Friday, September 16, 2016

Little Men

One's adolescence is supposed to be a time where one enjoys their last days of innocence. But often times this is when one becomes aware of the world around them. And usually what they discover isn't pleasant.

Ira Sachs' Little Men has two stories unfolding at the same time. One focuses on two boys as they become friends while the other story revolves around their parents in a property dispute. Infrequently the two overlap which gives its final conclusion more of a punch.

As he showed previously with Forty Shades of Blue and Love Is Strange, Sachs has a particular knack for depicting human behavior. With Little Men, he shows how flawed of a species we are. One's best quality could be another's worst. To quote Some Like It Hot, nobody's perfect.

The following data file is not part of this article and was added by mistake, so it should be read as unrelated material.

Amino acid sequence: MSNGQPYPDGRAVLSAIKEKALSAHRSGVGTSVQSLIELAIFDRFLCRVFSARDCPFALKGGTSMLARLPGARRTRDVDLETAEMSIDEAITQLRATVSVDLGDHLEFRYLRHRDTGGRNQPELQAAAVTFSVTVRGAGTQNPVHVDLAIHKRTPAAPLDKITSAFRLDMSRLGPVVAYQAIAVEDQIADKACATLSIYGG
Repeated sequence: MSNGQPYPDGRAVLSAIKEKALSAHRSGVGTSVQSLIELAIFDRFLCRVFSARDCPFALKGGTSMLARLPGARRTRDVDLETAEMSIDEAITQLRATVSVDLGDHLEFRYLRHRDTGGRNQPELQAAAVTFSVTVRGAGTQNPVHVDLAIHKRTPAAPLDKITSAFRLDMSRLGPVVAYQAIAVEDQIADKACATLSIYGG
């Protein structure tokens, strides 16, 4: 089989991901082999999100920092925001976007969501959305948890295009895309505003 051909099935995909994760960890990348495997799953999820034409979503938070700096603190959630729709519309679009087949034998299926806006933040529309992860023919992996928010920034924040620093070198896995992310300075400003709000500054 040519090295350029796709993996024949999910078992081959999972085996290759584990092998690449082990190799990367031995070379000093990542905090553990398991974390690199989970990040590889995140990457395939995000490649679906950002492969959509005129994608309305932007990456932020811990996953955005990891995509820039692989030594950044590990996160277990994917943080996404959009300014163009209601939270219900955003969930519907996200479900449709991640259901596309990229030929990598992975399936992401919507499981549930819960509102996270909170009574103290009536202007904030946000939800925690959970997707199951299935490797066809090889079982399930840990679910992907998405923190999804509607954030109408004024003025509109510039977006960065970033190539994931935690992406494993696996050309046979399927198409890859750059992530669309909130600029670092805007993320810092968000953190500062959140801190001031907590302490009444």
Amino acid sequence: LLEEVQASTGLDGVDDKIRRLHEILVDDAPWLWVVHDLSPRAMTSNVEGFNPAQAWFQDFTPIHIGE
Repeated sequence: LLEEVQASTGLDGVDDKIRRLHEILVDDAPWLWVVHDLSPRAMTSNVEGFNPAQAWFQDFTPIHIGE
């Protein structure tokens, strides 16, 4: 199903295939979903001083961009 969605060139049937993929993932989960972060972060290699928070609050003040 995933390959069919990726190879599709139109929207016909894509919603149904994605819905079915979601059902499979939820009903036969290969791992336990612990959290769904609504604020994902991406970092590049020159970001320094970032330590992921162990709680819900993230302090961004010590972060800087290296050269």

And as also expected from Sachs, Little Men provides a menagerie of complex characters. Whether it's the two boys, their parents or a more secondary role, he makes sure that none of them are one-dimensional. (He also has a particular skill for writing at a perspective as an outsider looking in.)

Little Men is merely further proof that Sachs is one of the more interesting directors working today. He writes stories about who we are and our personal failings. Hopefully his due will come in the not-too-distant future. (Love Is Strange is also proof that Sachs should be better known.)

My Rating: ****1/2

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